IT WAS by imperial decree that Napoleon founded the French baccalauréat, the country’s school-leaving exam, in 1808. To this day, some 700,000 pupils still take the bac, the great majority of the annual age cohort. It has become the badge of excellence for a French lycée system that offers a model of globally standardised education, including to over 900 lycées with a total of 330,000 pupils abroad. Yet President Emmanuel Macron is now about to announce the most radical overhaul of the exam for over half a century. Why?

Despite spending as much on secondary schooling as other OECD countries, France no longer achieves corresponding results. Between 2003 and 2012, performance in international maths tests fell compared with other countries. The real shock was an international study of reading known as PIRLS, published in 2017, in which French pupils lagged in 34th position, behind those in Spain, Portugal and Italy. Their level had dropped by 14…Continue reading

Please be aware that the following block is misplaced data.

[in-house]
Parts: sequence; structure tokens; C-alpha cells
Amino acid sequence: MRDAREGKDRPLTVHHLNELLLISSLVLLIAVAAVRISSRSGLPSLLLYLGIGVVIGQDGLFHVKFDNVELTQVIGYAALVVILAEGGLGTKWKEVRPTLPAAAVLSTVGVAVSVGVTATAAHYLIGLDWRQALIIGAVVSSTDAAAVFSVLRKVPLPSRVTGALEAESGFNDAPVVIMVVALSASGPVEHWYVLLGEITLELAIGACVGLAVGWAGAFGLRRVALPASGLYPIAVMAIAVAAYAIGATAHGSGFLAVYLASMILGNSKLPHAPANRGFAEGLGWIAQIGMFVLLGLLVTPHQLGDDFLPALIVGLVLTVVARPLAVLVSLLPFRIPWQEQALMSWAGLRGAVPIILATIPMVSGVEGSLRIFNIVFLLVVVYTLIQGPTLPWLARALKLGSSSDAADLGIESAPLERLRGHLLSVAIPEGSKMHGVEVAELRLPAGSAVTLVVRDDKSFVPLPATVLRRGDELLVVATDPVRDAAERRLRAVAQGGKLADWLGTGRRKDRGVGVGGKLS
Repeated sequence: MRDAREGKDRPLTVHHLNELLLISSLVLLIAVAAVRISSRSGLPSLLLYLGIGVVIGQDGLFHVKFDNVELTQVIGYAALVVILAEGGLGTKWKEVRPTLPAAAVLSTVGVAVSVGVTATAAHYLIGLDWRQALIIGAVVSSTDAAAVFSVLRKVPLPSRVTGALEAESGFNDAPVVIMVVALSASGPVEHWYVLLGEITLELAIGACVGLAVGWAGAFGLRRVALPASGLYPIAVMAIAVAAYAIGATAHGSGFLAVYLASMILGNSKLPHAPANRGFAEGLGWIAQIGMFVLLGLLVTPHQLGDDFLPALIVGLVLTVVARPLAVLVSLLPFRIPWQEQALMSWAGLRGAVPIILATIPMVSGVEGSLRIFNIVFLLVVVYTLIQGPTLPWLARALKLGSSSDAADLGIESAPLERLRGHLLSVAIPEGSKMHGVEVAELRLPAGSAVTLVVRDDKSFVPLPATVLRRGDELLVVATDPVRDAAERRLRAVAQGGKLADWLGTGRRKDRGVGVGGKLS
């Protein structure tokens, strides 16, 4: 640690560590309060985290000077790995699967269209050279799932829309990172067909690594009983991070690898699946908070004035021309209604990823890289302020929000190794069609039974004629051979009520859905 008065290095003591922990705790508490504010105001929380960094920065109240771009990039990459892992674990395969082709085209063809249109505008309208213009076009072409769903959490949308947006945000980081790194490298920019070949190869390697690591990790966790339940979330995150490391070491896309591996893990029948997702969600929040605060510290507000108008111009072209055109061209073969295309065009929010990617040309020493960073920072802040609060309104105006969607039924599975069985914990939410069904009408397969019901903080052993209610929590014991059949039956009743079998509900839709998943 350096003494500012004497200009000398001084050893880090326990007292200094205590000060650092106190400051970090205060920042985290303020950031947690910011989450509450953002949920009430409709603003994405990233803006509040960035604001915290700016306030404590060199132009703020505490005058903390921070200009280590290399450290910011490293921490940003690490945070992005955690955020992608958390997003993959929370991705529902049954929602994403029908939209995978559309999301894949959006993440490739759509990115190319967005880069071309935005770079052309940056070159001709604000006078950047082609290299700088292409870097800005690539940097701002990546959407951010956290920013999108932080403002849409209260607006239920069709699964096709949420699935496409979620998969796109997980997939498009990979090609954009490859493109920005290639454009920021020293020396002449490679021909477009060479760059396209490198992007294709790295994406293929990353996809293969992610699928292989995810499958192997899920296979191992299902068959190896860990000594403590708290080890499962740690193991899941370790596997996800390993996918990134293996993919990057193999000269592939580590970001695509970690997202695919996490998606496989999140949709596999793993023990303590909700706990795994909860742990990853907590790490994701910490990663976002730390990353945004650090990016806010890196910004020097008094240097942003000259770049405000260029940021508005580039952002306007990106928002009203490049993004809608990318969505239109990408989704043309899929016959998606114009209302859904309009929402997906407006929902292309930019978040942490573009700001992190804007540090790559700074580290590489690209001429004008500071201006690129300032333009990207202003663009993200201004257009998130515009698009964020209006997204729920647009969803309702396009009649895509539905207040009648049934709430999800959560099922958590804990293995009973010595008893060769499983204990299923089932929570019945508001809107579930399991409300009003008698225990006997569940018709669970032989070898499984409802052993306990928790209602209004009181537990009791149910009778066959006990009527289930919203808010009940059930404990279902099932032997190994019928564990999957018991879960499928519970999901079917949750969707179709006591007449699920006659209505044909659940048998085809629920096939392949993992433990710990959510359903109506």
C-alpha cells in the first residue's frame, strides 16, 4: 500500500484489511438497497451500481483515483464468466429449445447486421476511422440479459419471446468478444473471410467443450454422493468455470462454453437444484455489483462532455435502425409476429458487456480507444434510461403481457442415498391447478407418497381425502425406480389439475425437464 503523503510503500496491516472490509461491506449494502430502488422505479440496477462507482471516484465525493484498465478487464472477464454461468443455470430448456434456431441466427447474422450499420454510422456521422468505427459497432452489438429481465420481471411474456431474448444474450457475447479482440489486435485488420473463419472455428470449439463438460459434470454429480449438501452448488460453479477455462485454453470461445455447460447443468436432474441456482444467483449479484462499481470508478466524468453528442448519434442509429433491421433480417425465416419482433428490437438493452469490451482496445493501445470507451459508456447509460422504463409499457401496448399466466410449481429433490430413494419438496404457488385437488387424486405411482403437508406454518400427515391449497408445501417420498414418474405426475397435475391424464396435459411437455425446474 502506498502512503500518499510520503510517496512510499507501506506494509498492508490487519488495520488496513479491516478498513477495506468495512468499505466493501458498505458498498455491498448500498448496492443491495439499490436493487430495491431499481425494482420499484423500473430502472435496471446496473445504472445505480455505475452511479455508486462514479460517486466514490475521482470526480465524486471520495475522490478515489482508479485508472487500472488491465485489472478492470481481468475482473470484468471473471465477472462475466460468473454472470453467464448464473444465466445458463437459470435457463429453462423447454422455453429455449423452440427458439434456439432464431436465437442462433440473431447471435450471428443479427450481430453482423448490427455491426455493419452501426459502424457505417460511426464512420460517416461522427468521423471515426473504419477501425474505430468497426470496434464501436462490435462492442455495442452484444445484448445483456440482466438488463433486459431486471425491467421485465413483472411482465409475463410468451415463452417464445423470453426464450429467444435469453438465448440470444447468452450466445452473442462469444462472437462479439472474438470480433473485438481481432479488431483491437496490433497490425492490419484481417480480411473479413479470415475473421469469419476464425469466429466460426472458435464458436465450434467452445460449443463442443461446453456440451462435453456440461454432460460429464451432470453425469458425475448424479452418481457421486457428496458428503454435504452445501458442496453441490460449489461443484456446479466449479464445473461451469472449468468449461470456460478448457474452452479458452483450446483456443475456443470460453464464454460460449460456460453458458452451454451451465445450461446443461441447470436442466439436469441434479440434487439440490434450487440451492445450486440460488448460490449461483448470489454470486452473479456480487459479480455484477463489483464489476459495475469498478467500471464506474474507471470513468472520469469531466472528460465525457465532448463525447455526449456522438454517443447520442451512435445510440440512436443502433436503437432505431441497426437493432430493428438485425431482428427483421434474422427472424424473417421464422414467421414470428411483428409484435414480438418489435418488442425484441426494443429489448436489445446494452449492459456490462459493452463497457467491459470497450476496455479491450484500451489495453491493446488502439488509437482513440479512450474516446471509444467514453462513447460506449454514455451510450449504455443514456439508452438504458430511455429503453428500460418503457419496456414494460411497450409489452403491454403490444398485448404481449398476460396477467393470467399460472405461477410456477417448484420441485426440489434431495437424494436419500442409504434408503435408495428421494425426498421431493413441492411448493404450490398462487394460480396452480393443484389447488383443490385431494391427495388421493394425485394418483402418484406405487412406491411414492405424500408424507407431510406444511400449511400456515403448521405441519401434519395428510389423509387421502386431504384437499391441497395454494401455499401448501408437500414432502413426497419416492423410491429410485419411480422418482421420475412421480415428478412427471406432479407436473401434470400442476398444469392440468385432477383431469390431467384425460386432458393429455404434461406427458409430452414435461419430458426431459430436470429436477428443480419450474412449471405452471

Source: The Economist – Europe